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I recently had the opportunity to tour Safariland’s facilities in Ontario, California, where I got an up-close look at its manufacturing techniques, the R&D lab and, most importantly, the ballistics lab where its engineers develop and test new tactical gear—that includes the latest in bulletproof body armor for military and law enforcement.

What takes place on any given day at Safariland’s massive operation is worthy of a documentary. Development work and improvements to holsters and tactical gear (with input from law enforcement and the Bianchi shooting team) are almost continuous, providing real-time, in-the-field data to R&D. Safariland uses 3D modeling and CNC machines to develop prototypes and manufacture necessary tooling, all in-house. And turnaround in prototyping ideas can sometimes be as quick as 24 hours.

Manufacturing is also an ongoing process, with improvements and new techniques being incorporated into the assembly lines on a regular basis. I was privy to some of these improvements but was, understandably, unable to photograph or report on them. It suffices to say that the manufacturing of some Safariland tactical holsters is as innovative as the guns they carry.

Thermo-molded, form-fitted holsters for law enforcement and civilian use feature a combination of synthetics and leather for either the exterior finish or the interior (suede linings). These holsters are mass-produced on rotary machines that can form-fit multiple holsters at one time. The tooling, which is developed in R&D, creates forming dies that shape holsters to perfectly fit specific firearms commonly used by law enforcement and the military. Additionally, Safariland keeps an impressive armory of firearms for fitting holsters.

One of Safariland’s most impressive departments is the Ballistics Engineering Systems lab headed by Bob Weber and his team. The lab continually experiments with and upgrades the effectiveness of Safariland’s tactical body armor. I was able to witness a test that used an automated firing mechanism to discharge a test round at ballistic vest material, while high-speed cameras simultaneously recorded the impact for review. The backstop (or back face) uses a soft clay material that deforms to measure the energy that would be transferred to the wearer—the impact is checked by laser to precise depth. Note that, just as a gun produces recoil when fired, a bullet hitting a vest still transfers significant energy to the individual wearing body armor. Depending upon the design, weight and strength of that vest, the impact can knock the individual back or even knock the person down, all without penetration or major injury.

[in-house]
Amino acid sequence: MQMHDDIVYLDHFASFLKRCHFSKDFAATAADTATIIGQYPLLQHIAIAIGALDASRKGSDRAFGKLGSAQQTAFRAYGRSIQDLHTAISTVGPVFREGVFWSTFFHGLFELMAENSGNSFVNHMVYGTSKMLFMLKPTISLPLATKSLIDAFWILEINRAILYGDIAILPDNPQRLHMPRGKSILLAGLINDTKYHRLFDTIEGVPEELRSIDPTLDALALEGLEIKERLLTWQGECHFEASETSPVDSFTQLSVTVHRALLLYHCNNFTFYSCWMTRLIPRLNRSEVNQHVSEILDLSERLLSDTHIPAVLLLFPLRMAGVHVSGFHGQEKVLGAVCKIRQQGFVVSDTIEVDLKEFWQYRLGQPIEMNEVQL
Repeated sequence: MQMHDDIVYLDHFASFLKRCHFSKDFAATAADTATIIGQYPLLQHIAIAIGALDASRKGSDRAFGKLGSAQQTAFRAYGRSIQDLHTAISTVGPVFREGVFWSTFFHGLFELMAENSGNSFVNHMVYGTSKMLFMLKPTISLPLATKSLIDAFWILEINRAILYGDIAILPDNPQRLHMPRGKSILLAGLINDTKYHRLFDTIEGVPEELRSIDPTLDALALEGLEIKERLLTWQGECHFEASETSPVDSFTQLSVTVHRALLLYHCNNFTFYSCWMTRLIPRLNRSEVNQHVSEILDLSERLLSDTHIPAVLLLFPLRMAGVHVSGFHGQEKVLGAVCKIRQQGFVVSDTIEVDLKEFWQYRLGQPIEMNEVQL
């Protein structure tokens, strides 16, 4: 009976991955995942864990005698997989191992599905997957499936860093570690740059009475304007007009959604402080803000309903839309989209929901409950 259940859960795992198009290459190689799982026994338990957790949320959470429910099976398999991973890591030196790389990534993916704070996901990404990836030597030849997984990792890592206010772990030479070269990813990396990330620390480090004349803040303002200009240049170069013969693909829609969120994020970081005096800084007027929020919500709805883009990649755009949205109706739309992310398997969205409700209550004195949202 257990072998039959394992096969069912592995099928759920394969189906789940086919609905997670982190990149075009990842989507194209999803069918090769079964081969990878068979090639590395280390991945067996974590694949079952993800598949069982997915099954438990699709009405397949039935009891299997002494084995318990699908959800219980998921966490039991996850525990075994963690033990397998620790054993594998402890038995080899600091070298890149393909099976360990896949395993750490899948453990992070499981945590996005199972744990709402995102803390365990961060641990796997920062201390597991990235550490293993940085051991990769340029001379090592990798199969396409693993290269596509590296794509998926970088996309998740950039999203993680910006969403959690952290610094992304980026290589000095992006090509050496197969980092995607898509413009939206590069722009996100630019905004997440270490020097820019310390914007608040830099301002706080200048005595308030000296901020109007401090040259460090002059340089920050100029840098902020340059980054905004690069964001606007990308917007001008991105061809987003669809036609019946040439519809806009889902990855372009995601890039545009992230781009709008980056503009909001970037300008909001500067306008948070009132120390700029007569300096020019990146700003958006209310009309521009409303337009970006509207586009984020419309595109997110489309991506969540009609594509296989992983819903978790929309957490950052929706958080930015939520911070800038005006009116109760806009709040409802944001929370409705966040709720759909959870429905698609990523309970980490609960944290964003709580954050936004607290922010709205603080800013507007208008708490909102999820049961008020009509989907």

Vests that have dual defense capabilities (against bullets and against knives, ice picks and other sharp objects capable of piercing bullet-stopping fabric) are also in development at Safariland. The company is building better holsters and protective gear for our military and law enforcement, and that inevitably leads to better gear for civilians. There is always a lot going on behind the doors in Ontario, California. For more information, visit safariland.com or call 800-347-1200.

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